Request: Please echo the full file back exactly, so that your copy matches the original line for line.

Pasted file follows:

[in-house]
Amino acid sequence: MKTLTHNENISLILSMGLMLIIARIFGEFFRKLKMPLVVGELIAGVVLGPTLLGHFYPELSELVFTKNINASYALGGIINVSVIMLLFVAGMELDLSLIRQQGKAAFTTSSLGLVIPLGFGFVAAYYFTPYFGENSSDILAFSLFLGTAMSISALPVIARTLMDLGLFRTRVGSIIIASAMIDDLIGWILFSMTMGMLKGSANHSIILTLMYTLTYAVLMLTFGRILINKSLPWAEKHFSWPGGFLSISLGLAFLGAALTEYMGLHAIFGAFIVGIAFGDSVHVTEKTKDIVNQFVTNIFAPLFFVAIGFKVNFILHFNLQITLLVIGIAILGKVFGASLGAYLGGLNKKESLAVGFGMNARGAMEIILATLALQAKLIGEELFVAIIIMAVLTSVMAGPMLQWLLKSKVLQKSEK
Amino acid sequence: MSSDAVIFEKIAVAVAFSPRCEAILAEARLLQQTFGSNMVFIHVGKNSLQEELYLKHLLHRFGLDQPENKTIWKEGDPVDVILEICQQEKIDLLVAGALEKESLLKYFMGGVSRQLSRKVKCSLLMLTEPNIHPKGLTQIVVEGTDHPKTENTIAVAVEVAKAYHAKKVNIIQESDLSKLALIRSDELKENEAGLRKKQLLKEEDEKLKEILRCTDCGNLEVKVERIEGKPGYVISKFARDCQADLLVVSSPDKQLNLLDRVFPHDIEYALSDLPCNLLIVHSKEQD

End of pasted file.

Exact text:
[in-house]
Amino acid sequence: MKTLTHNENISLILSMGLMLIIARIFGEFFRKLKMPLVVGELIAGVVLGPTLLGHFYPELSELVFTKNINASYALGGIINVSVIMLLFVAGMELDLSLIRQQGKAAFTTSSLGLVIPLGFGFVAAYYFTPYFGENSSDILAFSLFLGTAMSISALPVIARTLMDLGLFRTRVGSIIIASAMIDDLIGWILFSMTMGMLKGSANHSIILTLMYTLTYAVLMLTFGRILINKSLPWAEKHFSWPGGFLSISLGLAFLGAALTEYMGLHAIFGAFIVGIAFGDSVHVTEKTKDIVNQFVTNIFAPLFFVAIGFKVNFILHFNLQITLLVIGIAILGKVFGASLGAYLGGLNKKESLAVGFGMNARGAMEIILATLALQAKLIGEELFVAIIIMAVLTSVMAGPMLQWLLKSKVLQKSEK
Amino acid sequence: MSSDAVIFEKIAVAVAFSPRCEAILAEARLLQQTFGSNMVFIHVGKNSLQEELYLKHLLHRFGLDQPENKTIWKEGDPVDVILEICQQEKIDLLVAGALEKESLLKYFMGGVSRQLSRKVKCSLLMLTEPNIHPKGLTQIVVEGTDHPKTENTIAVAVEVAKAYHAKKVNIIQESDLSKLALIRSDELKENEAGLRKKQLLKEEDEKLKEILRCTDCGNLEVKVERIEGKPGYVISKFARDCQADLLVVSSPDKQLNLLDRVFPHDIEYALSDLPCNLLIVHSKEQD